Because of the information we posted about Operation Christmas Child last month, I hated to put anything above it. Now that the 2010 National Collection Week is over, it’s time to share something new. (Note: a handful of drop-off locations are open for another month.)
Did you know… not all robins head south for the winter?
According to BirdWatcher’sDigest.com (#8), American robins “migrate only as far south as they need to or are forced by bad weather or food shortages.” Information from the Cornell Lab of Ornithology points out that robin migrations in the fall “are often influenced by the availability of fruit,” yet in the spring “they move in response to the availability of soil invertebrates, such as earthworms.”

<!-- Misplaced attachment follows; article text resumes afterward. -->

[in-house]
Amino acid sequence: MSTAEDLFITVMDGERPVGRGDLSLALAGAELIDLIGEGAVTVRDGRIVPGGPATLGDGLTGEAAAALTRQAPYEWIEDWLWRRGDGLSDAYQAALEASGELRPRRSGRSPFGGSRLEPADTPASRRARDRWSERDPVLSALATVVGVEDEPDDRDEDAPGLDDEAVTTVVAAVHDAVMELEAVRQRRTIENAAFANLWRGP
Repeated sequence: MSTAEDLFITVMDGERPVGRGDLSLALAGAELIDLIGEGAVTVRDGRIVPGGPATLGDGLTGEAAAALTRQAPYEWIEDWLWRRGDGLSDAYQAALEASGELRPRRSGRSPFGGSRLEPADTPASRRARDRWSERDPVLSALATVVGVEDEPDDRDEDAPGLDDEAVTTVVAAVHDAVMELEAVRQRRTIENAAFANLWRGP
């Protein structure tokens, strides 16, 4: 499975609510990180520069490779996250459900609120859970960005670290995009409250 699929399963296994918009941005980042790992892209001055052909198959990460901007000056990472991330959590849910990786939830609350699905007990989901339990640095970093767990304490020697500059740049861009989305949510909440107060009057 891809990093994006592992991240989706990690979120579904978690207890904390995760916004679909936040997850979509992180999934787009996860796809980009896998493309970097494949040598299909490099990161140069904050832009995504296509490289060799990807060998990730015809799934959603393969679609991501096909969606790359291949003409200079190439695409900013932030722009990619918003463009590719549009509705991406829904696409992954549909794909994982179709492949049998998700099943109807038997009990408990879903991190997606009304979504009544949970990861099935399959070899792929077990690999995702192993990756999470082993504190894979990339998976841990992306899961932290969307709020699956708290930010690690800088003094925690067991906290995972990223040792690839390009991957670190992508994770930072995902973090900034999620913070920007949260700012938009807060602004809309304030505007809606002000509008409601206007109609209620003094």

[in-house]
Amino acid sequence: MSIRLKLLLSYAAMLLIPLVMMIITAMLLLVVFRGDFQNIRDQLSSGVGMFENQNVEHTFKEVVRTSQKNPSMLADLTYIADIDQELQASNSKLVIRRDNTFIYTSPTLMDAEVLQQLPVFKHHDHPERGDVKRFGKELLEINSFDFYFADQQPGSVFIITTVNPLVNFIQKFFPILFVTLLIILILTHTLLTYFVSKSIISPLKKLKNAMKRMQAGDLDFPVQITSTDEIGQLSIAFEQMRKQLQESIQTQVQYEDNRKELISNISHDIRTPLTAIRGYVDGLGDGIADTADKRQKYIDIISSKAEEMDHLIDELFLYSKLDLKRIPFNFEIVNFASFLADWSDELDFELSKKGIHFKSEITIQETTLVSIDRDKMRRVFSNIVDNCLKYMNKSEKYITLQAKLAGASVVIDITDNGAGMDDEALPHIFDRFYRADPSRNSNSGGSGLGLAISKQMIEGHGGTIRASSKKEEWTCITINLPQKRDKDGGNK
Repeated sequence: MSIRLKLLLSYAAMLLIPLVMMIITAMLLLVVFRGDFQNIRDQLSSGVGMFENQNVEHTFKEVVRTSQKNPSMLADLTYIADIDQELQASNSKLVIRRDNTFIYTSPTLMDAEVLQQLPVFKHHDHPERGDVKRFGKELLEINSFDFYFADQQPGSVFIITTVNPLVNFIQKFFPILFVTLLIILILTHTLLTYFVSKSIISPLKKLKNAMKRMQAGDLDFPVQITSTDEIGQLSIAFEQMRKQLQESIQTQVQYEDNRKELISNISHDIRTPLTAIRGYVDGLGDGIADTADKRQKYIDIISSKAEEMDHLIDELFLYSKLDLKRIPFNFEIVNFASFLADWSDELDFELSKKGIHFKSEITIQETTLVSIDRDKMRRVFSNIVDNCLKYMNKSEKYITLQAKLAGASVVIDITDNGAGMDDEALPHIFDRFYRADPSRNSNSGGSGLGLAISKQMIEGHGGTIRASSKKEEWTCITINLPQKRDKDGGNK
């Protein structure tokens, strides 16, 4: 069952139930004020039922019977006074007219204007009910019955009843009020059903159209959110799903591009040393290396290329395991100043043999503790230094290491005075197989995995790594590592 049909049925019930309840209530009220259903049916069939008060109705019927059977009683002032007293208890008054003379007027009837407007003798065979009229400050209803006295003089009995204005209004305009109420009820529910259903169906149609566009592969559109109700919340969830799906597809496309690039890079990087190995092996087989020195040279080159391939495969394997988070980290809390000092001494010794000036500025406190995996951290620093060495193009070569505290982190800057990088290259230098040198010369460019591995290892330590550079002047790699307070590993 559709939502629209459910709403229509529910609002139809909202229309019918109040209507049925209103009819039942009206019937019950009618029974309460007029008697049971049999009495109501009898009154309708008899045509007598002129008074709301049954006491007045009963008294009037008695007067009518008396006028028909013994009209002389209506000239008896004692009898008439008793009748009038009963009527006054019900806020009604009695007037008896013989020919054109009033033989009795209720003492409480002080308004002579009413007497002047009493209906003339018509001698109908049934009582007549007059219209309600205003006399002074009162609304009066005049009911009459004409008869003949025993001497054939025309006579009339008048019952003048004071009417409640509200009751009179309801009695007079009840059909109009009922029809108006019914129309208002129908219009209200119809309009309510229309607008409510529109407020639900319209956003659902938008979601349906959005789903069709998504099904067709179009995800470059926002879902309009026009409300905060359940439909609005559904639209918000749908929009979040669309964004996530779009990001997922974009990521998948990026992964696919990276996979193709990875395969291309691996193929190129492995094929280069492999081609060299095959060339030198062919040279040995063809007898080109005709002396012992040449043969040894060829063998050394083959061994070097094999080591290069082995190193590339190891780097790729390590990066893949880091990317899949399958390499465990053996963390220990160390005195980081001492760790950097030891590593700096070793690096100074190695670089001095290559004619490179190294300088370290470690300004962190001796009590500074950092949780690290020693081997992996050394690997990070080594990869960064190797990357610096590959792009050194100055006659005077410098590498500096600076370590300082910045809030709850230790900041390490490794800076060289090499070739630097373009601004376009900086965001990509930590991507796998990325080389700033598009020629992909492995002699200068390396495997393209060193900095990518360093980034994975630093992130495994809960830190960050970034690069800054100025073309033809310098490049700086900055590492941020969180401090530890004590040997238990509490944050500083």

In other words, the number of American robins you see in the spring, winter and fall depends upon where you live and the severity of the conditions in your area. While some of them stay through the winter in many parts of North American, you may not notice robins again until spring, when they emerge from their berry-foraging habitats in order search for their usual warm-weather fare.
While not a “species of concern,” American robins have certainly been a species of interest in our house this year, as evidenced by this painting and the drawings below it.
American Robin (watercolor, summer ’09, Timmy @ 5 years)
American Robin (color pencil, 11/22/10, Kelly @ 8 years)
Baby Robin (color pencil, 4/27/10, Timmy @ 5 years)
Mommy Robin (color pencil, 4/27/10, Timmy @ 5 years)
© Liesl K. Bohan | TipsnTidbits.com